Etheridge: Yeah. I wanted to let her know that; I didn't want it to be this sort of secret life where we're actually famous. I have to spend a lot of time describing it. I'll say, "Say you met Mary-Kate and Ashley Olsen. [Michaels giggles] You would know them--but you don't really know them." Because there would be people that would come up [to me] and [the children] would say, "Who is that?" "Well, I don't know who that is, but they know me." And so if you're truthful and open and clear with kids, they get it.

Tammy, you have such an affinity for children, do you want to have biological children of your own?
Michaels: Um--I don't think it has to do with "biological." I think that Melissa and I will choose to bring a child into the world together, she and I. I love Beckett and Bailey more than I ever thought I would or could, and there is a desire to bring another little person into our lives. Definitely.

Have you met David Crosby?
Michaels: Oh, my God, yeah. Look, my mother raised me on John Denver and Engelbert Humperdinck, and I was like, The Byrds? They spell it with a Y? Crosby, Stills, Nash, and Young; Crosby, Stills, and Nash; Crosby and Stills; Crosby and Young--what? I had heard of him truly because I had heard he had fathered the children of Melissa Etheridge.

But isn't it kind of cool that you know David mostly because of his connection to your family?
Michaels: Well, I don't know if it's cool or not; it's just the way it is. I mean, David hates that I don't know all the words to his songs. He's a sweet man who definitely likes to be appreciated, and I think he got a real kick out of, Are you kidding me, kid? You don't know who I am? You like me just 'cause you like me? He's a sweetheart; he's one of the warmest souls I've ever met.

Let's change the subject for a moment and talk about your careers. Tammy, tell me about The L Word. Who do you play?
Michaels: Lacey. She's that lesbian who, unfortunately, caught you on your bad night when you were really drunk and in the mood for sex, so she slept with you, but now she's going to stalk you.

How did you get cast?
Michaels: Angela Robinson, who wrote and directed D.E.B.S., this little short film that I'm in, was writing an episode of The L Word, so when they asked me to guest-star, I said yes. And then they kept just asking me, "Will you do another one? Another one?" So it turned into three of the first four episodes.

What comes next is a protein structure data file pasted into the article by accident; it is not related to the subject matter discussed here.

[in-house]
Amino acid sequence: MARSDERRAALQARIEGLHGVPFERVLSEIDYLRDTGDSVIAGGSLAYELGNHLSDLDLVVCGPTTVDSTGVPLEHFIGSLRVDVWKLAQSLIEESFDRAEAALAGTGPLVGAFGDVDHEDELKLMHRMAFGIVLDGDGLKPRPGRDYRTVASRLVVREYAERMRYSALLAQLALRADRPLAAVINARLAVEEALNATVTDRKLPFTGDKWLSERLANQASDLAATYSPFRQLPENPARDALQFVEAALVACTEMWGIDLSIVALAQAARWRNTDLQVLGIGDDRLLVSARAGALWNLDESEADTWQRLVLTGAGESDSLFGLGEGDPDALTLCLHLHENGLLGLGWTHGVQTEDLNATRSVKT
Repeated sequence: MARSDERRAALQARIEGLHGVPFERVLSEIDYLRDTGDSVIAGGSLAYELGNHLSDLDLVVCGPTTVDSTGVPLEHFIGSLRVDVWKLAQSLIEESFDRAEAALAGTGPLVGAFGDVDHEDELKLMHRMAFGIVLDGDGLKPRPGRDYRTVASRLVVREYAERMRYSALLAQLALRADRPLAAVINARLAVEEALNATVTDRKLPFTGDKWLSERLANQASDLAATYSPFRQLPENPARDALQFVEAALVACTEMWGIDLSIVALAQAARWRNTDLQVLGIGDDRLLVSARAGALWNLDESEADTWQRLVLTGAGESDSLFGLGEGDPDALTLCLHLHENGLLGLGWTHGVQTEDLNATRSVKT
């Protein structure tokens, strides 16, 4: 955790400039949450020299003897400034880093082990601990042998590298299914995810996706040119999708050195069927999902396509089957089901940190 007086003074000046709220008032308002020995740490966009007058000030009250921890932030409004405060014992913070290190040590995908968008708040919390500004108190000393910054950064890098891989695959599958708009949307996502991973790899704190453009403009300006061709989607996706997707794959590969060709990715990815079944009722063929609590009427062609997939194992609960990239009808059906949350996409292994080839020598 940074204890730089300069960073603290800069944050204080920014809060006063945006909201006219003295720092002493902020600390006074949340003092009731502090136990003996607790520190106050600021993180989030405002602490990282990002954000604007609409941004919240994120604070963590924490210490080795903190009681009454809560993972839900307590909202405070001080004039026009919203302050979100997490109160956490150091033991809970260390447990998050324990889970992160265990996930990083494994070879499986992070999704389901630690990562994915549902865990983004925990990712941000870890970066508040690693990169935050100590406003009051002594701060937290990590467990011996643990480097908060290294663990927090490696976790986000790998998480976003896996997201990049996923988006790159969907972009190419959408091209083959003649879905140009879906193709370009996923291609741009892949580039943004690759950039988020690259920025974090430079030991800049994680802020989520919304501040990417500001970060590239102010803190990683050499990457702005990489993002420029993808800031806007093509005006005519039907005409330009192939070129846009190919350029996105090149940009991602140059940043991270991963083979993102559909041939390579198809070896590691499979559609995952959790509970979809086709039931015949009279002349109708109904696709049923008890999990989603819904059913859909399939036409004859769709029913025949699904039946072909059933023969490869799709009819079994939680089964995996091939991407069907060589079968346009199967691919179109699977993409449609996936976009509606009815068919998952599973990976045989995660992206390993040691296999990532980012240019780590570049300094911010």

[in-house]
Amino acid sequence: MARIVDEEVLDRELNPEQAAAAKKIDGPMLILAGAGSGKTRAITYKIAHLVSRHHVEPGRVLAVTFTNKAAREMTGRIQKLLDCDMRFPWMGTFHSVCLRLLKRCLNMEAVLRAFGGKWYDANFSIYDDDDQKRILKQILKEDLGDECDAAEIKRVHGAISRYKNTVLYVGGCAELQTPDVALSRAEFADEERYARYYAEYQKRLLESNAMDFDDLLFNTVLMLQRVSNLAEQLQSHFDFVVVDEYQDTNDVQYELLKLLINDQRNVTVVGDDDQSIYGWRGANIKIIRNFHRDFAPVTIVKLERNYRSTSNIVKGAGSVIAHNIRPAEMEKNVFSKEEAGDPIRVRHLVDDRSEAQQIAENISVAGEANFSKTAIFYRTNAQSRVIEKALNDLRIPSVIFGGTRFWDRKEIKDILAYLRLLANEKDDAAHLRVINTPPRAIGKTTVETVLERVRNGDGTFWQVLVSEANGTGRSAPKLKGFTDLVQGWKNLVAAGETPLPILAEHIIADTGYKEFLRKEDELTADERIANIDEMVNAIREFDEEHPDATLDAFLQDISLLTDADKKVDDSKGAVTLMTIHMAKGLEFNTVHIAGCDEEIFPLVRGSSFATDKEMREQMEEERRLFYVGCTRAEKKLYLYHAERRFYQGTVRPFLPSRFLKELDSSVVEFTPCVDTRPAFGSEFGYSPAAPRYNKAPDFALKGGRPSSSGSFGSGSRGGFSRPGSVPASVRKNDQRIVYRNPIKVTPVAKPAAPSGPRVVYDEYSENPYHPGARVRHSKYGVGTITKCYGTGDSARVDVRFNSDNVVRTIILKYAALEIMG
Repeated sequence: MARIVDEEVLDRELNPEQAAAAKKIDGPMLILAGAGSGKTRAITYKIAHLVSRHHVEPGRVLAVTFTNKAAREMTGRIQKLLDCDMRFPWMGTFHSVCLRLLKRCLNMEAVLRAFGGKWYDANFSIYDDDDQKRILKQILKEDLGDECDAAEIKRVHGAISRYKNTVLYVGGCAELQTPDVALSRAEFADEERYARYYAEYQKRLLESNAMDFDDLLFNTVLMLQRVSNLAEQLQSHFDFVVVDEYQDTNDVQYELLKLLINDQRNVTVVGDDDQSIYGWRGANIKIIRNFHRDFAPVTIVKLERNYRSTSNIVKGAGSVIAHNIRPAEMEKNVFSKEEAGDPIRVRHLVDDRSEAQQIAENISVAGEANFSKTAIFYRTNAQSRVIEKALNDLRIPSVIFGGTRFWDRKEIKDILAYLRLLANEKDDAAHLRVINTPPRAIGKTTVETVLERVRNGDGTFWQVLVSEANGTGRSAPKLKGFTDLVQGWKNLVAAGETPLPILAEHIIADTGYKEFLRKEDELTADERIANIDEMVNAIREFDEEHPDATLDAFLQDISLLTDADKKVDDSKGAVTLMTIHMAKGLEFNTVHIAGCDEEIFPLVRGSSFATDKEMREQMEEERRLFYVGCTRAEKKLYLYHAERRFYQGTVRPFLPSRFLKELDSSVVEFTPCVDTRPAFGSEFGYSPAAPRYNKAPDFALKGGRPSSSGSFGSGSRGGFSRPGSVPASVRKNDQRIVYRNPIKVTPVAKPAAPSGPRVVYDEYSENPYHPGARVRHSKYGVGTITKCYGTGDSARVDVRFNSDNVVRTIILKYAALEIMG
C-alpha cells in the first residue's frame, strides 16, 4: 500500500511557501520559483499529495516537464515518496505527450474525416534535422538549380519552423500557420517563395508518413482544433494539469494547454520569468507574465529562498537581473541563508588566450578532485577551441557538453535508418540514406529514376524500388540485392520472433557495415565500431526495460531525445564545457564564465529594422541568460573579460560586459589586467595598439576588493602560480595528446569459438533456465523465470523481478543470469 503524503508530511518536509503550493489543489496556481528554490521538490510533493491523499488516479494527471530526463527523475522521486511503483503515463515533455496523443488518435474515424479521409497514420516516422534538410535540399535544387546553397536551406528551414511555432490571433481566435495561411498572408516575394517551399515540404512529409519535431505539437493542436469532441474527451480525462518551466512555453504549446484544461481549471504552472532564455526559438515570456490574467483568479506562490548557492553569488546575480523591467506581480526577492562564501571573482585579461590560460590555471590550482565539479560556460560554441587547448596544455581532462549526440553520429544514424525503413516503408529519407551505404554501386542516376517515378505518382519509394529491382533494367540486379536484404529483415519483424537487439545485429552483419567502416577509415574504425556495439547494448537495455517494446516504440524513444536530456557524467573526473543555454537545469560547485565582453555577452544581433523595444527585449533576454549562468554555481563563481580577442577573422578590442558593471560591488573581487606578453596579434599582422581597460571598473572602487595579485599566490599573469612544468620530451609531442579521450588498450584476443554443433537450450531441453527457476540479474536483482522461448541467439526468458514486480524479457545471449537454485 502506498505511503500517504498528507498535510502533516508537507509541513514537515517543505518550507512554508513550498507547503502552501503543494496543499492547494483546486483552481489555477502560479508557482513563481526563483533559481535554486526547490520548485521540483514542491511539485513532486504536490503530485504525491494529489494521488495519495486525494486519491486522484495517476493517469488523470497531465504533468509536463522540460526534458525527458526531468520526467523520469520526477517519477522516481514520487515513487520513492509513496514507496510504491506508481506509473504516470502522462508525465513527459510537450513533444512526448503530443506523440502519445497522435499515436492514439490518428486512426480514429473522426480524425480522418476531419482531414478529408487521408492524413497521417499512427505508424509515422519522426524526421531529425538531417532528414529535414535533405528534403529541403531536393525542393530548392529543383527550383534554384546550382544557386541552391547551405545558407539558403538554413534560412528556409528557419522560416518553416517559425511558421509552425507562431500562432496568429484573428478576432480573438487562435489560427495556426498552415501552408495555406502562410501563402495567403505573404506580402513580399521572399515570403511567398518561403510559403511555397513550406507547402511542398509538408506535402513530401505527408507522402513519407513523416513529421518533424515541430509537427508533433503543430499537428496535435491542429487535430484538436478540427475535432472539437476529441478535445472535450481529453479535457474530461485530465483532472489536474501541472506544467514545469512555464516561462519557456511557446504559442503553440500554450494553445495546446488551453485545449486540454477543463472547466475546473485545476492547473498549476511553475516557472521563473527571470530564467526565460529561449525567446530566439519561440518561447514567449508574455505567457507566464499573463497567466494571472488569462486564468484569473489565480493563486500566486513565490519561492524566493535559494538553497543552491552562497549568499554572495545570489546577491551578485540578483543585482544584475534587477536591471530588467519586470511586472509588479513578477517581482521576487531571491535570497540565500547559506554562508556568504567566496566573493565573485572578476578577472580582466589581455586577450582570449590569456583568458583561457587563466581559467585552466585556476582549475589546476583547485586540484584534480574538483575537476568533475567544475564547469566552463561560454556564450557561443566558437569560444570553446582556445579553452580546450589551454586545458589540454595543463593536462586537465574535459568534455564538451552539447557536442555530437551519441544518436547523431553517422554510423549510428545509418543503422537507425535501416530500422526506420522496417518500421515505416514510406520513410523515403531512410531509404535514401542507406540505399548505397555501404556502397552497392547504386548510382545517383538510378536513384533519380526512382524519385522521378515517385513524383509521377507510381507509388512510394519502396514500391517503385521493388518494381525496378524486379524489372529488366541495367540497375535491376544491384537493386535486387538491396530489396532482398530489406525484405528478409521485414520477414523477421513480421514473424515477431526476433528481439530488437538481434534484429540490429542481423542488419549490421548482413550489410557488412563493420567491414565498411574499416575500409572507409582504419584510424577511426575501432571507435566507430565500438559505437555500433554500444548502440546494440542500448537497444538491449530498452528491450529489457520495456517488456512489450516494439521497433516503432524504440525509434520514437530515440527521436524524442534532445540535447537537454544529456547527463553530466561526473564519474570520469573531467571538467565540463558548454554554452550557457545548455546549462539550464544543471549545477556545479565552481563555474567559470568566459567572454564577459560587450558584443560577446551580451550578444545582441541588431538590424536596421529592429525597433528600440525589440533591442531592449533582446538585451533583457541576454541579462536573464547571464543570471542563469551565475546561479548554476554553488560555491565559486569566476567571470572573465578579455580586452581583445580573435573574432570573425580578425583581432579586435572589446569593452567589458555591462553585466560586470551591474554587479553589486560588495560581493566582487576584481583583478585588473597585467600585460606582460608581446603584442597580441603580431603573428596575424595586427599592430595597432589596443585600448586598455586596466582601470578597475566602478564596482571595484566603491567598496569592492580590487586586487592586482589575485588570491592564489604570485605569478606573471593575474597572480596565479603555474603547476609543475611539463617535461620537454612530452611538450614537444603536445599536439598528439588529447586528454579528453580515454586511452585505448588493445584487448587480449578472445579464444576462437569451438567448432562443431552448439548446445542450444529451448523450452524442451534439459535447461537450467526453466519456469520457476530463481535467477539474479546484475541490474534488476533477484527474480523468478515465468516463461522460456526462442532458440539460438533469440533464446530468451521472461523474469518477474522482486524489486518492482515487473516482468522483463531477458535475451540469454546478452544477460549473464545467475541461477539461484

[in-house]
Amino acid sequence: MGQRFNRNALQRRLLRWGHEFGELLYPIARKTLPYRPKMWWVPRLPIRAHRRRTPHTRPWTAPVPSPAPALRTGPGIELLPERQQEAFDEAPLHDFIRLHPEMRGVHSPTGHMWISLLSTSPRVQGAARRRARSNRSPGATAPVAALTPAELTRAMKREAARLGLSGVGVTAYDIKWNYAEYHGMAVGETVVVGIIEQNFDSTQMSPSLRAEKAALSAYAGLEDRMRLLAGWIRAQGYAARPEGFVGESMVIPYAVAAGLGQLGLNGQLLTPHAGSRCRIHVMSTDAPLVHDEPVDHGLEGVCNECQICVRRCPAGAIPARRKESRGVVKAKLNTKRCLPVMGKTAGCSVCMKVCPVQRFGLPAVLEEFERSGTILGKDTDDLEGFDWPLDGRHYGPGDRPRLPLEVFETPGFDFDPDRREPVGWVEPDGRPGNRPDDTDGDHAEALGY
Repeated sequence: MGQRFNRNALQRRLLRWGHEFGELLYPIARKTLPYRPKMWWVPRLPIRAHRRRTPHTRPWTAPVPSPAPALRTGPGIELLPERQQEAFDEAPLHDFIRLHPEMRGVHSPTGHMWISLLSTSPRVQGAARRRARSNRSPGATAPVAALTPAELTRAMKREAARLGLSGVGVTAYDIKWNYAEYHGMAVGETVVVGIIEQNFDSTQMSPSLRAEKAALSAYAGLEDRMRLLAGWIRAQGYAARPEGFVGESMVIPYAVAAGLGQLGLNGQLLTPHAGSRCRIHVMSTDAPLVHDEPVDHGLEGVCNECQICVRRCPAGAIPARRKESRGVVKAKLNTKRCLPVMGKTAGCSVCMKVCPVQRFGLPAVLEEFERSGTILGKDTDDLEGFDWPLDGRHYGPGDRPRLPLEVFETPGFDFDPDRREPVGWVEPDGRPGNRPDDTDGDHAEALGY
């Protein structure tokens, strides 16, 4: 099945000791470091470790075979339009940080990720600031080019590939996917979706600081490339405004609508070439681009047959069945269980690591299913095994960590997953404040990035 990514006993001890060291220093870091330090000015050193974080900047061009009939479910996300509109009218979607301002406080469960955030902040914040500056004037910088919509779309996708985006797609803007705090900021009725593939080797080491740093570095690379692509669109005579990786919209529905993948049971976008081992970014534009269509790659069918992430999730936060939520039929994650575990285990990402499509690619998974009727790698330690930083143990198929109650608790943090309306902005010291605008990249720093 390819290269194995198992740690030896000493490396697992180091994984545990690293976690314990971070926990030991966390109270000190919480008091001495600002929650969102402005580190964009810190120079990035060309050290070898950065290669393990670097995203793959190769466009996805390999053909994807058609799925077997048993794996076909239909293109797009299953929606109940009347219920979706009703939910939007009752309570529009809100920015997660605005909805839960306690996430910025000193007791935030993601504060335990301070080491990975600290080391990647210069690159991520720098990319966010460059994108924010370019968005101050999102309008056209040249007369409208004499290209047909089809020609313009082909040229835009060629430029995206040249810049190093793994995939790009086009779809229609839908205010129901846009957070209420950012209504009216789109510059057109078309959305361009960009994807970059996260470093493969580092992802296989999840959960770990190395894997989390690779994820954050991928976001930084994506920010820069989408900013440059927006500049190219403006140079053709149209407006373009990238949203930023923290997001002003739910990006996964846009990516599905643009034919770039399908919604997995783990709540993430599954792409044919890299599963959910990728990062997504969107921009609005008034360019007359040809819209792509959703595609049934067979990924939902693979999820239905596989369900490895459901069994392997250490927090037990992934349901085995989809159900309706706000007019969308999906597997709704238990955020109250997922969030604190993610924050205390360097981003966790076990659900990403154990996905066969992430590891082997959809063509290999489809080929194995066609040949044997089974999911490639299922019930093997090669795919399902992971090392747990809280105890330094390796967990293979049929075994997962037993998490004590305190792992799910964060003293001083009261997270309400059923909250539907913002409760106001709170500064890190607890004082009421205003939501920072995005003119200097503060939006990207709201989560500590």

As a lesbian, what do you think of the show?
Michaels: They are so respectful. It's not a joke. They don't take lesbianism as a way to get [men] hard, which is how some people have dealt with it.

Respectful is good. But is it fun? Is it sexy?
Michaels: OK, it's hot. I'll tell you, there was a pool built on the set for some of the love scenes, whereupon there will be nudity with steam coming off the pool. It's hot. And those girls kiss each other. They're sexy, they throw themselves at it, they're not afraid.

Is your career going in a different path since Melissa came along?
Michaels: I don't think it's that Melissa came along.

Well, then, since being out, I guess.
Michaels: You know, I had so many people tell me at the very formation of my career, "You cannot be out and a successful actress." And I think when I was like, I can't continue going to bed at night crying and having anxiety attacks about my life--when all that stuff started kicking in, I wonder if there was a piece of me that went, This is not worth it. Acting is not worth this. Acting is just cheap, cheap time that's making me feel rotten because I'm lying. I can tell you that I'd rather make peanut butter and jelly sandwiches than hit my mark. I'd rather make sure that all their slippers fit and all of their clothes are warm and they've got their stuff for school and that [Melissa]'s got the stuff she needs. That fills me up and makes me go to bed full, rather than memorizing some lines.

What do you think acting meant to you that brought you into the career in the first place?
Michaels: [Sighs] I had to get out of Indiana, and I needed a vehicle that would move me out, and my dreams were my vehicle. My first passion is writing. I would love for something to happen with my children's books.

You write children's books? Just like Madonna!
Michaels: Yeah. Mine are for children from alternative homes. There's no books for kids about sharing, playing, copycat little sisters, hitting with their younger brother--a nice sweet story--where the two daddies are lecturing them, you know?

Etheridge: But the book is not about two dads. They just happen to be gay.

But at the same time, Tammy, you haven't given up on acting.
Michaels: Oh, no, no, no, no. I went to an audition yesterday, I met my agent. Etheridge: She would like to work, but she would like to work on projects that move her. Not just anything that comes along. The L Word, she was so excited--not only did she love the part, but she loved the writers and the people. I think she's more selective now.

Which leads me to ask you, Melissa: What impact has Tammy had on your music?
Etheridge: The next project, called Lucky, is some of the most powerful-- it's not just a bunch of happy songs, it's songs of discovery. It's just--I'm back on my feet. I'm rocking; I don't have this black hole in me where everything's just seeping through. It's real. I cannot wait to get onstage with these songs and play and lose my mind with this solid base underneath me. I don't have to get in front of an audience to fill me up anymore. I get to get in front of an audience and have a celebration and have a great time. Not suck it all out of them, but be there with them.